A thermostat is a device used to regulate the temperature of a room or building. It does this by sensing the ambient air temperature and then sending a signal to either the heating or cooling unit to turn on or off as needed. Thermostats are found in many homes and businesses, and they can be very helpful in controlling energy costs.
If you’re familiar with the thermostat controls on your water heater, you may have noticed that 120 degrees Fahrenheit is the recommended setting. That’s considered the sweet spot because it’s hot enough to prevent the growth of harmful bacteria, but not so hot as to pose a serious scalding hazard.
Reasons for Water Heater Tripping
There are a few types of problems that can cause your water heater to overheat the water in the tank, and when that happens, the emergency cut off (ECO) kicks in to shut down the appliance completely. To reset it, you’ll need to press the red reset button on the ECO, which is usually attached to the upper thermostat.
When a water heater starts tripping the ECO repeatedly, it’s time to call a plumber for service. There’s a good chance that the water in the tank is dangerously hot, and since the problem is usually caused by a failed component, it won’t get better until the bad part is identified and replaced.
Your Thermostat is Bad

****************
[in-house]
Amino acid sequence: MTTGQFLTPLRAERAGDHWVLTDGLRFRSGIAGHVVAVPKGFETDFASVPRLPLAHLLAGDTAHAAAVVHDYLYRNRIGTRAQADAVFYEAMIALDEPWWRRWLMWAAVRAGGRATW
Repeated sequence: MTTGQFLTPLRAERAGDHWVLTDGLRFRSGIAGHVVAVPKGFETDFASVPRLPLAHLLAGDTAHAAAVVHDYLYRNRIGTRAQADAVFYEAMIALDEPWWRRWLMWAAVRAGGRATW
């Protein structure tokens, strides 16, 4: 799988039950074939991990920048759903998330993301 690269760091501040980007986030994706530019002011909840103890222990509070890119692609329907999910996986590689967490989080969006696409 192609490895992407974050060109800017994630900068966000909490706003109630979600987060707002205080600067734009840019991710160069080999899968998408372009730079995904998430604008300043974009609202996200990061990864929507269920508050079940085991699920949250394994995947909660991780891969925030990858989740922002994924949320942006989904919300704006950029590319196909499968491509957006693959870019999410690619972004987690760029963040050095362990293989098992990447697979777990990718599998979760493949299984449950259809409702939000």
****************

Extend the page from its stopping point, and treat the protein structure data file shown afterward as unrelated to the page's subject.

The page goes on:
Orperhaps both of them are — your water heater has two thermostats, one at the bottom of the tank and one at the top. Each thermostat controls a heating element, which heats the water. When the water reaches the desired temperature, it’s the job of the thermostat to shut the heating element off. But if one or both thermostats go bad, it can force the heating element to run continuously, overheating the water.
Your Heating Element is Bad
Heating elements can also go kaput with age. In many cases, they’ll just stop heating altogether - but sometimes a heating element can develop an electrical short that causes it to receive power even after the thermostat shuts it down. This produces the same result: overheated water and repeated tripping of the ECO.
Your ECO is Bad
The ECO itself is yet another part that is susceptible to failure. This could be due to wear and tear from repeated instances of overheating, or it could just be spontaneous failure. A fried ECO switch will need to be replaced, but on the bright side, this problem alone can’t overheat your water.
If your thermostats, heating elements and ECO are all operating properly, it’s possible that a loose wiring connection could be producing another source of heat inside your water heater. In addition to causing your ECO to trip repeatedly, this problem also poses a serious risk of fire or electrical shock.
Leave it to a trained service professional to determine if your water heater is suffering from wiring problems.